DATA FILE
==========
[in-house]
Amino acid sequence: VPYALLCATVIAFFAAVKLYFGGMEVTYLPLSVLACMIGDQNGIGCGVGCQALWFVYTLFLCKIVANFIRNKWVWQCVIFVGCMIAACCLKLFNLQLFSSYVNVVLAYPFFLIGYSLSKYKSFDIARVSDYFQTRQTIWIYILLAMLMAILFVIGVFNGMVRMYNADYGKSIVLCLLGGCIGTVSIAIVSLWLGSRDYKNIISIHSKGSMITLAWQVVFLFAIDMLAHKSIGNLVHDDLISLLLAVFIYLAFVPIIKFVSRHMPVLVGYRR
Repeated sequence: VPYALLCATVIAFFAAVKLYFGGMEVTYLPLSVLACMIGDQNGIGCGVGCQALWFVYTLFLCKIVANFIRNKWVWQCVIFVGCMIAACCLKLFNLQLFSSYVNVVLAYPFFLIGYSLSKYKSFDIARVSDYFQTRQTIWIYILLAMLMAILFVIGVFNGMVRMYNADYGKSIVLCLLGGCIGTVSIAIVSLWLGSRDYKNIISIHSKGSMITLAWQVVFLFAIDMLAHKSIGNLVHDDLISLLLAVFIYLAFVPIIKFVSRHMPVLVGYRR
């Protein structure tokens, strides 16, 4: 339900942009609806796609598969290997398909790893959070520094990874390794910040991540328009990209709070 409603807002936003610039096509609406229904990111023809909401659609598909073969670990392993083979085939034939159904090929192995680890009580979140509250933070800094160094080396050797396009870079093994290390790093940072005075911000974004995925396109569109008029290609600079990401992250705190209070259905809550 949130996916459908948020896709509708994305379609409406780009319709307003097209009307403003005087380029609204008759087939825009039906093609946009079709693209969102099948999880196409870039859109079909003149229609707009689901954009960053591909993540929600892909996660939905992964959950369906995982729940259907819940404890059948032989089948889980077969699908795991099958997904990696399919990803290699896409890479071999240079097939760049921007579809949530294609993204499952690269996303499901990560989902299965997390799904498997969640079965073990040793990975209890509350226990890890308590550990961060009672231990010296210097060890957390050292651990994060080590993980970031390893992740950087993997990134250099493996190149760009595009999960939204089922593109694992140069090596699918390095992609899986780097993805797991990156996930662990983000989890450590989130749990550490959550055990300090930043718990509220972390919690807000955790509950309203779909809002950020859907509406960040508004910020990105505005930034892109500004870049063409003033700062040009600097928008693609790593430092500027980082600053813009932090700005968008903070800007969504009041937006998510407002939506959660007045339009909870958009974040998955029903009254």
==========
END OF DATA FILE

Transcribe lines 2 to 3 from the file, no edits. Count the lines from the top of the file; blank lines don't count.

Amino acid sequence: VPYALLCATVIAFFAAVKLYFGGMEVTYLPLSVLACMIGDQNGIGCGVGCQALWFVYTLFLCKIVANFIRNKWVWQCVIFVGCMIAACCLKLFNLQLFSSYVNVVLAYPFFLIGYSLSKYKSFDIARVSDYFQTRQTIWIYILLAMLMAILFVIGVFNGMVRMYNADYGKSIVLCLLGGCIGTVSIAIVSLWLGSRDYKNIISIHSKGSMITLAWQVVFLFAIDMLAHKSIGNLVHDDLISLLLAVFIYLAFVPIIKFVSRHMPVLVGYRR
Repeated sequence: VPYALLCATVIAFFAAVKLYFGGMEVTYLPLSVLACMIGDQNGIGCGVGCQALWFVYTLFLCKIVANFIRNKWVWQCVIFVGCMIAACCLKLFNLQLFSSYVNVVLAYPFFLIGYSLSKYKSFDIARVSDYFQTRQTIWIYILLAMLMAILFVIGVFNGMVRMYNADYGKSIVLCLLGGCIGTVSIAIVSLWLGSRDYKNIISIHSKGSMITLAWQVVFLFAIDMLAHKSIGNLVHDDLISLLLAVFIYLAFVPIIKFVSRHMPVLVGYRR